by Rebecca Warner, International Budget Partnership— Jul 14, 2016
Two IBP case studies, one from Tanzania and another from Uganda, examine civil society campaigns to engage governments and hold them to account in providing maternal health care to their citizens. Both feature the advocacy work of the White Ribbon Alliance (WRA), an informal coalition of NGOs, donors, and their global partners dedicated to achieving safe and healthy childbirth for all women. WRA’s chief strategy has been to hold governments accountable by mobilizing citizens to demand decent healthcare for all pregnant women. Yet the coalition used two quite different approaches to push for improvements in maternal healthcare in Uganda and Tanzania.
by Jessica Taylor, Program Officer, IBP South Africa; John Kinuthia, Program Officer, IBP Kenya; and Jason Lakin, Country Manager, IBP Kenya— Jul 07, 2016
Productive, collaborative relationships with the executive are crucial to effective civil society budget advocacy. What is called “the executive” actually comprises a complex mix of political and technical leadership, and members of the executive derive their legitimacy from various sources. This essay from IBP’s 2015 Annual Report looks at what we are learning from our experiences in South Africa and Kenya about the nature of working with the executive.
by Albert Van Zyl, Director of Strategy and Learning, IBP; and Paolo de Renzio, Senior Research Fellow, Open Budget Initiative, IBP— Jun 22, 2016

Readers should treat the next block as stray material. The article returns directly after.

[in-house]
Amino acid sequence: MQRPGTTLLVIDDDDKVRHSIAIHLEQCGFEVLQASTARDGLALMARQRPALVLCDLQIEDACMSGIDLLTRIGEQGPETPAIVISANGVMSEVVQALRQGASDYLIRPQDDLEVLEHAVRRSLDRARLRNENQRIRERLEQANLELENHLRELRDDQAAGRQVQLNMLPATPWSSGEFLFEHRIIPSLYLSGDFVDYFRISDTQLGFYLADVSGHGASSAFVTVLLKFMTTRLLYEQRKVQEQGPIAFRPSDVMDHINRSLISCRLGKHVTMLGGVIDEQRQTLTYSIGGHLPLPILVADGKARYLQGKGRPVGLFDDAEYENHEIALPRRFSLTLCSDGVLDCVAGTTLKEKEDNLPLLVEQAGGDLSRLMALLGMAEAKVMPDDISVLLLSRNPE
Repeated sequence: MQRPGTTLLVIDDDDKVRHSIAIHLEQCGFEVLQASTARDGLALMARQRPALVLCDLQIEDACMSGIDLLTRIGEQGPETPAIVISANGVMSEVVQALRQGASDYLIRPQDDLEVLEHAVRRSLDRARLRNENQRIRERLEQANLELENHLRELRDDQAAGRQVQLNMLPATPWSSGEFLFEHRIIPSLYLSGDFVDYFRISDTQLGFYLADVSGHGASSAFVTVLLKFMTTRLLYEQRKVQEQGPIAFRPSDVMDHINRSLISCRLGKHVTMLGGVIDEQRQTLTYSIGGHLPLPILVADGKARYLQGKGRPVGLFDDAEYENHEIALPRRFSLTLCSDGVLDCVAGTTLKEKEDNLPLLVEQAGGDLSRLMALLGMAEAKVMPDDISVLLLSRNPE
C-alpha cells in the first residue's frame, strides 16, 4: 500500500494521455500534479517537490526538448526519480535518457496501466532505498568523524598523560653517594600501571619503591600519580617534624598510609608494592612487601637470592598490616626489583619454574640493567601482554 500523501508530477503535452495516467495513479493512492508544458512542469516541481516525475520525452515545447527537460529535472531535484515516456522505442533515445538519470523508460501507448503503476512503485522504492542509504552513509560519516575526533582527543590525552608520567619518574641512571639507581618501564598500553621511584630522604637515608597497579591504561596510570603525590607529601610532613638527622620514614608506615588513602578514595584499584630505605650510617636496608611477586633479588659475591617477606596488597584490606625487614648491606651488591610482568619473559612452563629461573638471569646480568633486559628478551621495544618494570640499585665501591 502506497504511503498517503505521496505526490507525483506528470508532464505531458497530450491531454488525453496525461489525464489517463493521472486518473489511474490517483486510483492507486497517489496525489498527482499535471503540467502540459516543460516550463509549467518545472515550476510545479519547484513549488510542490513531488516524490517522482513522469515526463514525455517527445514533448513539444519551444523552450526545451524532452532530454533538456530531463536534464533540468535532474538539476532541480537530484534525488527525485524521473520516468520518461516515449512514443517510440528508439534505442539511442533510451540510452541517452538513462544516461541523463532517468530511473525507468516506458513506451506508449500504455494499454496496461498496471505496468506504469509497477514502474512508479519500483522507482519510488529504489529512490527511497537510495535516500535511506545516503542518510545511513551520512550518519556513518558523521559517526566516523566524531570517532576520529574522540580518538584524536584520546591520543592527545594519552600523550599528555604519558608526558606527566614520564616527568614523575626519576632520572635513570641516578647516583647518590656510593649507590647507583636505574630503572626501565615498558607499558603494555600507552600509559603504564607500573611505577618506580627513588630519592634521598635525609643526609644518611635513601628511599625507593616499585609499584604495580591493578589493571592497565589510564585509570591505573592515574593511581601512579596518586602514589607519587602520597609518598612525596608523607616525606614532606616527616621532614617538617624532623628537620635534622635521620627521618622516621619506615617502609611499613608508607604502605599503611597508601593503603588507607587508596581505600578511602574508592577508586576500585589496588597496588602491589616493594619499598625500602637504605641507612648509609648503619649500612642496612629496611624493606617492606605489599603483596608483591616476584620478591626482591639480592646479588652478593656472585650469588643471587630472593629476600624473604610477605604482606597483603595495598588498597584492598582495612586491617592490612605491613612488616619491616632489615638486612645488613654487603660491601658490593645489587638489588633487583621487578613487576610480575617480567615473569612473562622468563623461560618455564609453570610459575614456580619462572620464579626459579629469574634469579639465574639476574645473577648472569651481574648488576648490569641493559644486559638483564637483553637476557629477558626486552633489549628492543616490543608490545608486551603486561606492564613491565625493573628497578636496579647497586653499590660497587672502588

By documenting civil society budget campaigns, and the oversight systems in which they are conducted, IBP has become aware of the need to adjust our assumptions about civil society budget work and its impact. More specifically, we need to shift beyond a narrow focus on building the technical skills and knowledge of CSOs to influence the executive arm of government to a more holistic approach that recognizes the complementary roles of different actors in what we have come to call the accountability ecosystem. This ecosystem, in which budget processes are embedded, encompasses a number of institutions and organizations above and beyond civil society and executive government.
By Vivek Ramkumar, International Budget Partnership— Jun 14, 2016
Supreme Audit Institutions (SAIs) are crucial government bodies that verify whether public money is being used effectively and lawfully, and assess whether the fiscal information being produced by governments is complete and reliable. Since 2006, the Open Budget Survey has sought to measure the role and effectiveness of SAIs and their contribution to more accountable budgets. In this blog we examine the strengths and weaknesses of oversight institutions based on the data from the Open Budget Survey 2015.
by Rebecca Warner, International Budget Partnership— Jun 08, 2016
Economic downturns often leave governments with substantially reduced revenues at the same time as they face increasing demand for public services by those affected by the crisis. Too often governments in this situation will choose to curtail spending in an effort to control public-sector debt, an approach that can have significant consequences on the poorest and most vulnerable. Such budgetary decisions and their effect on marginalized communities are strictly bound by international human rights law. The question of how austerity measures have threatened human rights in Latin America was discussed in April 2016 at a gathering of civil society representatives and officials from international governing bodies.